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Theories of Time and Space by Natasha Trethewey

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How do we experience memory? How do we sit with the things that have happened to us vis-a-vis how we remember them? How is memory different from history, and how do we separate the threads of what we know and what we’ve learned?

Is home a place we make, or a place we go back to, and what is the difference?

And what about remembering?

Years ago, M. and I corresponded about the connection between time and water. I wrote, I have always thought that time was both a stream and a waterfall. An endless body of water that connects like Escher’s stairs. Sometimes everything is calm, and then you somehow reach the end and you get this rush, this fright, and you plunge and you scream and you fall, and then you realize it’s not the end, that it is beginning, again.

Perhaps time is a place, too. Perhaps a burial ground, or an attic, or a bodega of transient things. I’ve lost things to time. Perhaps myself.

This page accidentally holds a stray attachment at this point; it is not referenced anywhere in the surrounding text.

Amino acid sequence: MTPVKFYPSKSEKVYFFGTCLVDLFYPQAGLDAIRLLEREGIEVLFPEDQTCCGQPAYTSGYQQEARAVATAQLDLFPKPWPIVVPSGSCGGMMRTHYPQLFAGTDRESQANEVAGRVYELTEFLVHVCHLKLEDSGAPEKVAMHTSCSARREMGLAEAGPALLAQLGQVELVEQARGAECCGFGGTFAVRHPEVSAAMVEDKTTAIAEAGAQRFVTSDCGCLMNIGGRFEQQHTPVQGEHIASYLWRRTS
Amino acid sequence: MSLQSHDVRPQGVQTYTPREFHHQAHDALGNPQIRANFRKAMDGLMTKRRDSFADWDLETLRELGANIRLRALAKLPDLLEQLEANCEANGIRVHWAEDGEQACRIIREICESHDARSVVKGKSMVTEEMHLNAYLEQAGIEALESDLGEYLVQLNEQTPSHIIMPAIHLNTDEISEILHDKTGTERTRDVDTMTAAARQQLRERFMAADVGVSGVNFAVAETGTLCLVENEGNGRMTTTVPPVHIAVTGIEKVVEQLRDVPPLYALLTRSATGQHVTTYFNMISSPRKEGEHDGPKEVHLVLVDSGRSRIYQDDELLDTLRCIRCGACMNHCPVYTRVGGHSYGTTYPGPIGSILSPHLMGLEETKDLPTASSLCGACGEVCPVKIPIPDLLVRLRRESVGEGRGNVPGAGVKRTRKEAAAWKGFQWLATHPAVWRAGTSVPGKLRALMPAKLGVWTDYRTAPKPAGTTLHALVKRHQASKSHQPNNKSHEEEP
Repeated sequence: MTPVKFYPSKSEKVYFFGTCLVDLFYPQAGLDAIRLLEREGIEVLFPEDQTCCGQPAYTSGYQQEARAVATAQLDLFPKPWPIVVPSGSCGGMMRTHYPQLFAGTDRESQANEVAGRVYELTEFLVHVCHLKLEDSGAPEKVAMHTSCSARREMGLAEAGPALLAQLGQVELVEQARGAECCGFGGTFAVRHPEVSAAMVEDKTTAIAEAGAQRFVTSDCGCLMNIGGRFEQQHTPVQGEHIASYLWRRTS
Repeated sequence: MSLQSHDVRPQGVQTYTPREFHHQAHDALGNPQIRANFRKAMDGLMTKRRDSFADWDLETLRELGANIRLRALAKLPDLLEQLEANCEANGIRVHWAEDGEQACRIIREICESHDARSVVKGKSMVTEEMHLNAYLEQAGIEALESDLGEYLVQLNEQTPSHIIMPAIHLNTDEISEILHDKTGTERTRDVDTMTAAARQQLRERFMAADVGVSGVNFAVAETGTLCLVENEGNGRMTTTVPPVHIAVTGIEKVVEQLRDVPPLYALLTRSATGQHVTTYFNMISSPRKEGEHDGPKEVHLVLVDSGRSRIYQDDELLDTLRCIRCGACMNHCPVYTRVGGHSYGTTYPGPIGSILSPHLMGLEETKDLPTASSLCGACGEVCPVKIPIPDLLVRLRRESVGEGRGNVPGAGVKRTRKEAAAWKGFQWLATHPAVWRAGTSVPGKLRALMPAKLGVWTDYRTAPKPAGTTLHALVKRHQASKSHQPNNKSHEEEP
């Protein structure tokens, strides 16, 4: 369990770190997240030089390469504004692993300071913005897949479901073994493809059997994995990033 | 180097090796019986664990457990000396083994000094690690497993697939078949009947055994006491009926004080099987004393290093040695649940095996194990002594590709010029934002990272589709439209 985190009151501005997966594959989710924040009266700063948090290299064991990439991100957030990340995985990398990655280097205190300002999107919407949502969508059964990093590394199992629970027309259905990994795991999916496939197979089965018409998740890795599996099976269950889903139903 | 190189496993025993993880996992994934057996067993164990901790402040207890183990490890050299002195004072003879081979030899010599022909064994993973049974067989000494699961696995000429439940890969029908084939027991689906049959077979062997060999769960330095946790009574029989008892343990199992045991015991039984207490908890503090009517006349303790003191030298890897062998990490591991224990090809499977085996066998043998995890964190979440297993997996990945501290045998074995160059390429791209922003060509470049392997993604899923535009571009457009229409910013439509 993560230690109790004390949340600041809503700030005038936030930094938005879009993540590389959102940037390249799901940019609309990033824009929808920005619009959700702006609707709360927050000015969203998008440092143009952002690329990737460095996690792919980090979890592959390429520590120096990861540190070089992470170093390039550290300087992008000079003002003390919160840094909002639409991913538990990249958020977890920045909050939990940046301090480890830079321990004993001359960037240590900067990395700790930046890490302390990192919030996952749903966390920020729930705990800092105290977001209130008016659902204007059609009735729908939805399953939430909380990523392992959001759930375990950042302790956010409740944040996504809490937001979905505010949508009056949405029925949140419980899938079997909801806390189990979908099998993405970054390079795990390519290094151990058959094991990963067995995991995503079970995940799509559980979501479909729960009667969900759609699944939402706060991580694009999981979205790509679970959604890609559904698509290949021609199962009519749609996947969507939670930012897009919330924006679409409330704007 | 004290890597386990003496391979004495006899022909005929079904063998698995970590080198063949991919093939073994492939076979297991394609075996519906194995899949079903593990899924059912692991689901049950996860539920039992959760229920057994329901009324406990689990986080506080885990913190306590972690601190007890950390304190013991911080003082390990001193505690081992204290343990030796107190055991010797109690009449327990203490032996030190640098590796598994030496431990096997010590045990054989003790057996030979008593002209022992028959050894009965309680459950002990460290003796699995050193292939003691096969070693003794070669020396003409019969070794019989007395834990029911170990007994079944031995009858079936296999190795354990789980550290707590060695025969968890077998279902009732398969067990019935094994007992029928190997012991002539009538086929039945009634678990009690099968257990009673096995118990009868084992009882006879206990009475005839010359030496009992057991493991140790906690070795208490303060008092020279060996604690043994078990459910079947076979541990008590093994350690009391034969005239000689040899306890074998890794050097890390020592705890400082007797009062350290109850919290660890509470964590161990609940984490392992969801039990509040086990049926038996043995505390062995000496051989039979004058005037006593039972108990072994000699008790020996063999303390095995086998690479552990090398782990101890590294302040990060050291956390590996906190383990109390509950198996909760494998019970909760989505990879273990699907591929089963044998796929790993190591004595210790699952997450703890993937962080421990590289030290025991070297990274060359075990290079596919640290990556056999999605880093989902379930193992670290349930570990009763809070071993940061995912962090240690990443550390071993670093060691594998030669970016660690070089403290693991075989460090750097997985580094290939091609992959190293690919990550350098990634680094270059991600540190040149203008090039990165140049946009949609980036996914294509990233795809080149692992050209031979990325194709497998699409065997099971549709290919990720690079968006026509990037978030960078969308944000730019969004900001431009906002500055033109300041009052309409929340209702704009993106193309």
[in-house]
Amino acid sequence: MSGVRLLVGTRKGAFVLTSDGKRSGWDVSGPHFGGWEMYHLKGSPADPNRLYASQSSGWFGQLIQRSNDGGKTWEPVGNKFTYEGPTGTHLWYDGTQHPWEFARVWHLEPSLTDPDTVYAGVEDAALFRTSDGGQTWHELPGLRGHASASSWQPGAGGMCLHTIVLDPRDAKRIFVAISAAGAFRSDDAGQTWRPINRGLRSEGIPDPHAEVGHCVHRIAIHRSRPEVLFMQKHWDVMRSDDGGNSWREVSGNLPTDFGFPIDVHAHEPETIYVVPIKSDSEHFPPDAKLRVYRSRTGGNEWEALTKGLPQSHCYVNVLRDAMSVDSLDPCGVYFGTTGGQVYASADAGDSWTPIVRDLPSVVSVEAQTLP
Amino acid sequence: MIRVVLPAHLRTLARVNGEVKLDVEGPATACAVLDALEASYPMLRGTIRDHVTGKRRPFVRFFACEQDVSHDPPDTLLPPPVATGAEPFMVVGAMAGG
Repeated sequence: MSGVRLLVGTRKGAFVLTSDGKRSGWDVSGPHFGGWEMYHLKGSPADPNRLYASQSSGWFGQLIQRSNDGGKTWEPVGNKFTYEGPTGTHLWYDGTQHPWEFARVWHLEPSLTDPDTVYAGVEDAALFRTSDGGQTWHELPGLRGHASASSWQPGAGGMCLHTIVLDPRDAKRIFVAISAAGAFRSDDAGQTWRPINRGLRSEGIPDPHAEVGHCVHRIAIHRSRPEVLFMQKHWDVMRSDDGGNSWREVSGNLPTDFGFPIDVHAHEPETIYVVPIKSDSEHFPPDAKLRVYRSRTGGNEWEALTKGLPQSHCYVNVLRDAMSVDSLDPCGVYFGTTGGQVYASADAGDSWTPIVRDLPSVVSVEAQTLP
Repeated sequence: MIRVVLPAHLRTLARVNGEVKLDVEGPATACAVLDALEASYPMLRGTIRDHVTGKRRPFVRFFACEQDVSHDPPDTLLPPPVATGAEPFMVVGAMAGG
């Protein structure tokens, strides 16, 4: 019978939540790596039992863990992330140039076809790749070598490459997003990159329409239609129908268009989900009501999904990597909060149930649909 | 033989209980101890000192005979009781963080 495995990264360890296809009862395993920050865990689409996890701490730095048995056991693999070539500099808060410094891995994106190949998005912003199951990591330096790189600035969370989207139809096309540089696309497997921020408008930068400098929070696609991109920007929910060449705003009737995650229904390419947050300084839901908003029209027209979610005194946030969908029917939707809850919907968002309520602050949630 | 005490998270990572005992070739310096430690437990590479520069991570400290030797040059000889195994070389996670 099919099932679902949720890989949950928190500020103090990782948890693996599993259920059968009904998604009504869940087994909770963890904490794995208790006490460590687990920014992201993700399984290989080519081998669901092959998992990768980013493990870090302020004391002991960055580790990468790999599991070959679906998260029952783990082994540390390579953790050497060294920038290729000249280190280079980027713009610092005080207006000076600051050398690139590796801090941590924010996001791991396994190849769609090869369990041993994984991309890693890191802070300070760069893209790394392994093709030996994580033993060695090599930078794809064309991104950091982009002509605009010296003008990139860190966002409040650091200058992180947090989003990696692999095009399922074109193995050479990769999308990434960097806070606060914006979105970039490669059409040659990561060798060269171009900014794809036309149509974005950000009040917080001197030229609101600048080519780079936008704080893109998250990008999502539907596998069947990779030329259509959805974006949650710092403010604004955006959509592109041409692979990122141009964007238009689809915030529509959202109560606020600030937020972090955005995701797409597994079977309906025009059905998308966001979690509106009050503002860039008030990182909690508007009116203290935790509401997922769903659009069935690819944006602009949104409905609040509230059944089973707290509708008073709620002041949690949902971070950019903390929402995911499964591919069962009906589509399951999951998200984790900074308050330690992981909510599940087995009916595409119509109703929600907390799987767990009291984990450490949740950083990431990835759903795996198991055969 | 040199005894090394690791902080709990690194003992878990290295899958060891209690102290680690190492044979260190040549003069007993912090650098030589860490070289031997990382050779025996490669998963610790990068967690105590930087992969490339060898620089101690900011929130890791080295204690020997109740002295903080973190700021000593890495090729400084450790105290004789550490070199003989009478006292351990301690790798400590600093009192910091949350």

Theories of Time and Space
Natasha Trethewey

You can get there from here, though
there’s no going home.

Everywhere you go will be somewhere
you’ve never been. Try this:

head south on Mississippi 49, one-
by-one mile markers ticking off

another minute of your life. Follow this
to its natural conclusion—dead end

at the coast, the pier at Gulfport where
riggings of shrimp boats are loose stitches

in a sky threatening rain. Cross over
the man-made beach, 26 miles of sand

dumped on the mangrove swamp—buried
terrain of the past. Bring only

what you must carry—tome of memory,
its random blank pages. On the dock

where you board the boat for Ship Island,
someone will take your picture:

the photograph—who you were—
will be waiting when you return.

This is from Native Guard by Natasha Trethewey, published by Mariner Books, 2007.

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